You may see the problem defined by this budgetary issue. If bridges were built to last 50 years, then maintaining the current status quo on those bridges would take them to twice their life span. In other words, something’s got to give — and it shouldn’t be the bridge. What is needed is new information technology, fresh engineering, and advanced materials. These next-gen projects can be built smarter and prove more resilient than current bridges; but, do current engineers and construction workers know how to get the job done?

Next-Gen Projects and Materials

Sundial Bridge

Popular Mechanics ran a special section on Rebuilding America in 2010, and an article within that special report showed how Americans could rebuild various components within that infrastructure. According to this article, we can build bridges better by using high-performance concrete, steel, and composites. On top of this mix, add an automated monitoring system to watch for deterioration in these smarter designs. Some of the materials involved include:

  • Super Steel: High-performance steel has been used since 1998. A new version has a minimum of 70-ksi-yield strength significantly outperform previously used bridge steels in strength, weldability and fracture toughness at low temperatures.
  • Fiber-Reinforced Polymer: An alternative, fiber-reinforced polymer (FRP) grids, has been built into dozens of demonstration projects in the United States. The oldest is 11 years and shows no sign of corrosion.
  • More Durable Road Surfaces: A new concrete developed at the Missouri University of Science and Technology may last 100 years and withstand up to 30,000 psi of pressure — nearly eight times as much as ordinary material. They also plan to introduce a “Con-Struct Bridge System” at their conference this year that includes self-healing materials.
  • Sensors: Periodic inspections and report cards can be supplemented by permanent sensors that detect flood possibilities and measure temperature, vibration, humidity, and other conditions. The Smart Brick, a wireless system from the Missouri University of Science and Technology, does all of this.
  • FRP Pilings [PDF]: Workers create traditional pilings by driving steel forms into the ground, filling them with concrete, timber, and rebar. More durable and corrosion-resistant pilings are created by pouring concrete into FRP forms at a factory. The units are then brought to the site and driven into the ground.

The problem with using any new products and plans may be curtailed by lack of funding if the surface transportation bill isn’t sufficient to curtail current damage or doesn’t allow for remodeling bridges.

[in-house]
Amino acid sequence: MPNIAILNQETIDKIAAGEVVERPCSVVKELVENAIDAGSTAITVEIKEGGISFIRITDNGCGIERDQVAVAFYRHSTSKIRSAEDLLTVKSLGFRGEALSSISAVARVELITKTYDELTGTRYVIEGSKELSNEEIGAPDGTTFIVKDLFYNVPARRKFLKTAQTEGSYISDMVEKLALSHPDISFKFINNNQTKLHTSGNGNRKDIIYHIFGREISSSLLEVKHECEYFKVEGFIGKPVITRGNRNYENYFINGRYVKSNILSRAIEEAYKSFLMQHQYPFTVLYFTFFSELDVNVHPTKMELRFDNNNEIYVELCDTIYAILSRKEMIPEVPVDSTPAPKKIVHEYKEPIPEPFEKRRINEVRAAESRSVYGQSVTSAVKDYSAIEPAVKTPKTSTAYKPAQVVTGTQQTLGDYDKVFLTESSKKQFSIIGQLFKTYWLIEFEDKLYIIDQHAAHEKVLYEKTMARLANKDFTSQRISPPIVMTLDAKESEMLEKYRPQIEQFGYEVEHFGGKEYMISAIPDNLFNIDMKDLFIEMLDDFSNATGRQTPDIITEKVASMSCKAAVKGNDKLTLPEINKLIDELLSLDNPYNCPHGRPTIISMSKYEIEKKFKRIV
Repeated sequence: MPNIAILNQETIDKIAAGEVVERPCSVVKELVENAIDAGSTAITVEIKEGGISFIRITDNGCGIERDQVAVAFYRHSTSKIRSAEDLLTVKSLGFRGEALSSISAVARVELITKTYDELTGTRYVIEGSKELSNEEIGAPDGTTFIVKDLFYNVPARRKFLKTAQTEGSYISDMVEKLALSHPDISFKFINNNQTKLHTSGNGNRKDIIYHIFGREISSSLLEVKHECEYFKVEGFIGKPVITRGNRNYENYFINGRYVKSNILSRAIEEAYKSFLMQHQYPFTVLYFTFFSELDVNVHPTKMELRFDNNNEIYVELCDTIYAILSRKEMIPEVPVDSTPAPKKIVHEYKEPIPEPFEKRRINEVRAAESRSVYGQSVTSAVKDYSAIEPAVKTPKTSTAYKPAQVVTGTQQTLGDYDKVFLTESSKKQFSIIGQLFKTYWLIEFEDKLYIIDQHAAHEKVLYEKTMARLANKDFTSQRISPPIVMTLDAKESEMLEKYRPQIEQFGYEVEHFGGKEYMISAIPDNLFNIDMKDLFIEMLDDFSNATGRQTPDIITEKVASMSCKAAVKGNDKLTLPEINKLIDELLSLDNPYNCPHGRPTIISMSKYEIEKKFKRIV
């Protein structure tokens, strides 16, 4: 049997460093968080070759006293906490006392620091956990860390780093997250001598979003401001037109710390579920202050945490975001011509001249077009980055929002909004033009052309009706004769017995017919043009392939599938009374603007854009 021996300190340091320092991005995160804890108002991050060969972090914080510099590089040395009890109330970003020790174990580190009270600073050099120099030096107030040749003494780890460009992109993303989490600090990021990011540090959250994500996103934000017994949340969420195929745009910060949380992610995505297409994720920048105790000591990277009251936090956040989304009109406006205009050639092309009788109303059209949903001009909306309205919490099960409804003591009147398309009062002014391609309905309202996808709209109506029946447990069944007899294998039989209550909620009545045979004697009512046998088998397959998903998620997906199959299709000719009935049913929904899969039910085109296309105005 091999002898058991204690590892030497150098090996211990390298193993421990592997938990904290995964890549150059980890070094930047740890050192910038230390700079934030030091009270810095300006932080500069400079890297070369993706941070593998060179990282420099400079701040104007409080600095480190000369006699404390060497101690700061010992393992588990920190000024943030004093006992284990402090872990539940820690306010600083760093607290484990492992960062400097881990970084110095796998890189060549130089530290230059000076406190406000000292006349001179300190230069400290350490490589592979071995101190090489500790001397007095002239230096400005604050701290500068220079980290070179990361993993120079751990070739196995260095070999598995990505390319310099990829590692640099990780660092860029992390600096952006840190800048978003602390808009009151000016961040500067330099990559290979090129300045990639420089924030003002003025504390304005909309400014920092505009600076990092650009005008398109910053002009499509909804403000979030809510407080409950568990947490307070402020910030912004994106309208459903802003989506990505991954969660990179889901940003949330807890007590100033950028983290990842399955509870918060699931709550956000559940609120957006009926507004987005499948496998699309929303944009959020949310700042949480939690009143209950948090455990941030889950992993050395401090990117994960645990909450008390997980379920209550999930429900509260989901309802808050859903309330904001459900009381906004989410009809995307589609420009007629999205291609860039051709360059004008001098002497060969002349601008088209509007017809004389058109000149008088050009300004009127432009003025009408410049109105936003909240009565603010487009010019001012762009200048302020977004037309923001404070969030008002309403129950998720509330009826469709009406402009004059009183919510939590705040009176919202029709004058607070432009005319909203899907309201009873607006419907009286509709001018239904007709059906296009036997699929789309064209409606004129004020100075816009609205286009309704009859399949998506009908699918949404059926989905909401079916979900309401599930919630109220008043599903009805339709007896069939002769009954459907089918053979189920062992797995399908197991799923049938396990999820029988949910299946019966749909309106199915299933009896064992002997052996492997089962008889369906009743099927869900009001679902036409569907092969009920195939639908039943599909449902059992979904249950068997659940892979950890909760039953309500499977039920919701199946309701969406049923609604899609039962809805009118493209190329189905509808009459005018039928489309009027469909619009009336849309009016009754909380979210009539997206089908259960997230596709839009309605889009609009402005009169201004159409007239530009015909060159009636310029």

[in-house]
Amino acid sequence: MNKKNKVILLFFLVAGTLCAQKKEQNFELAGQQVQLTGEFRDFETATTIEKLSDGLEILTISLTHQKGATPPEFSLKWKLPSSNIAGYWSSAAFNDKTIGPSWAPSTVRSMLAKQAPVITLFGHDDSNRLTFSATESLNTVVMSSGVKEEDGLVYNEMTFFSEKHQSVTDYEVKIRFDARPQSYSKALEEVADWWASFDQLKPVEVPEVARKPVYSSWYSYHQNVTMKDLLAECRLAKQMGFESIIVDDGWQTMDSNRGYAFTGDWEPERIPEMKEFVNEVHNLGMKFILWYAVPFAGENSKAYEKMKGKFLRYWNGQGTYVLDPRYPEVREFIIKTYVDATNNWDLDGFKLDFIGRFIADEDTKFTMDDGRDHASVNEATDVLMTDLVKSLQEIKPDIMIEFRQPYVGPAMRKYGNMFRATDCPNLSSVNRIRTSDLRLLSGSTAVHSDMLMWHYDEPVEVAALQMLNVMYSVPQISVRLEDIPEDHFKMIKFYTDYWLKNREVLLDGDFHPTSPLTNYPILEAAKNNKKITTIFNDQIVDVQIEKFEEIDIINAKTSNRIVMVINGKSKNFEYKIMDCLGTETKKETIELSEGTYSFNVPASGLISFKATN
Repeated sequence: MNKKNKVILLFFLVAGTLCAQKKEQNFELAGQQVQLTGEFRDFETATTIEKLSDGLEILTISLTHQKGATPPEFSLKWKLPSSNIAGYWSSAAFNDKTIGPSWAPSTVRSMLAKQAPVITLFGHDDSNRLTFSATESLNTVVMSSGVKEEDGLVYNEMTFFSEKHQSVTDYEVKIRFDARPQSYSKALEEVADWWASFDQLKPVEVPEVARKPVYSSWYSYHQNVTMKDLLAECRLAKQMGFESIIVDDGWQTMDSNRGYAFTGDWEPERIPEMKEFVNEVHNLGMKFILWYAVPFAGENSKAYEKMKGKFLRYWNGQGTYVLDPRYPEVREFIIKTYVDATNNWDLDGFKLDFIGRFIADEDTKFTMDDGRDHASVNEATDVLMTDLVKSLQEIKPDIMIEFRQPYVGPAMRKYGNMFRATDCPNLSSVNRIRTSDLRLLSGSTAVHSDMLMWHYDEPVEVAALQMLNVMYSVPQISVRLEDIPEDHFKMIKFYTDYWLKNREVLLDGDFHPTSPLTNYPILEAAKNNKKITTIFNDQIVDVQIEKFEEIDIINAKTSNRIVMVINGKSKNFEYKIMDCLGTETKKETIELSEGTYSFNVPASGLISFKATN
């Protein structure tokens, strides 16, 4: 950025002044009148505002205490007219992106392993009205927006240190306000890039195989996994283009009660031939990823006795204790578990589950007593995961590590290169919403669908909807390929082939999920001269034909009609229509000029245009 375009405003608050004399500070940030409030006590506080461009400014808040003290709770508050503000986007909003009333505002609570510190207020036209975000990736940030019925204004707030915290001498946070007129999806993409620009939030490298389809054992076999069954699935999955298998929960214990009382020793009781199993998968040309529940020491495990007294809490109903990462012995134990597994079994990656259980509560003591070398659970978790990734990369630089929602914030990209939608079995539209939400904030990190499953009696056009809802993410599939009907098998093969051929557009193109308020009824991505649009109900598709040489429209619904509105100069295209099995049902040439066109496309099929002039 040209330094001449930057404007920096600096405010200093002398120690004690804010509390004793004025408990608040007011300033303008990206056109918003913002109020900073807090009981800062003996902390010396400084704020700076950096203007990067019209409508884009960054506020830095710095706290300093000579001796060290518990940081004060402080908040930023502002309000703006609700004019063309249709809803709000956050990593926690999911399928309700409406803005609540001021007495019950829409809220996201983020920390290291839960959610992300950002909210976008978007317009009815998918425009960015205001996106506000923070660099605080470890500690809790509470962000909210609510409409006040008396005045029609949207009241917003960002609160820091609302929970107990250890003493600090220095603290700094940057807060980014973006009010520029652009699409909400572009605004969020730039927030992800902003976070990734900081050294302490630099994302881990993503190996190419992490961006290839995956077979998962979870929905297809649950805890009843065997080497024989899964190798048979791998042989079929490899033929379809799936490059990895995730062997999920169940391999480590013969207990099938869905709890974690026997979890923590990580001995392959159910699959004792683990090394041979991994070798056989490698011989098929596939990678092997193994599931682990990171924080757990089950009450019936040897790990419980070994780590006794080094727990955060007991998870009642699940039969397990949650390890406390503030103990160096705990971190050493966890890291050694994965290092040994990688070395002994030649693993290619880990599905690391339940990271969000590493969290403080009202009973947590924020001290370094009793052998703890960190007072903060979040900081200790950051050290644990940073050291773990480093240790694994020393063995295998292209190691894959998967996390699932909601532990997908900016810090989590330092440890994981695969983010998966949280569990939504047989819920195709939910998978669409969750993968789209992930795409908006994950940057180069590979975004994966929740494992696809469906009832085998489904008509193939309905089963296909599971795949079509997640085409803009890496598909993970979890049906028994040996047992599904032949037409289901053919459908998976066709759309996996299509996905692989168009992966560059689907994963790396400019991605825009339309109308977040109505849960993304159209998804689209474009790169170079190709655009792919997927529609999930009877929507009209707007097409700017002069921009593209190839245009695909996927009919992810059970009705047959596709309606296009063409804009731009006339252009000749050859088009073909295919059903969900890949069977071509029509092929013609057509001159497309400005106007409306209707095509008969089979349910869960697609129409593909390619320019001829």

Politics and Bridges

Gross Weight

There are few bridges in politics these days, it seems, as a bipartisan movement delays bills, reinforces earmarks, and avoids issues that concern the safety of American citizens. Such an issue is represented by the surface transportation bill, introduced in late January. Several disturbing issues are apparent in this bill, including:

  • A proposal to increase maximum truck weight by more than 20 percent. Trucks carry significantly heavier loads than automobiles and exact more wear and tear on bridges.
  • Another claim is that this bill is “loaded with giveaways to road builders, shortchanging transit, anyone who walks or bikes, as well as public health and the environment.”

The American Trucking Associations favor the bill, as well as the Transportation Builders Association, which is about right, considering the complaints. On the other hand, the Association of American Railroads plans to fight some provisions — and that makes sense as well, as they are battling truck transport in the freight business. But, that fight is logical, as it agrees with the issues brought forward by the ASCE regarding truck traffic. Additionally, according to the AASHO Road Test, heavily loaded trucks can do more than 10,000 times the damage done by a normal passenger car.

With that all said, a one-sided bill that favors rebuilding at the cost of losing some semblance of balance isn’t very progressive or visionary. The underlying fear is that the bill will restrict the use of new materials and the use of more modern design in favor of traditional building methods. The resultant loss will belong to the taxpayers, who will have to live with the fear of using insufficient infrastructure.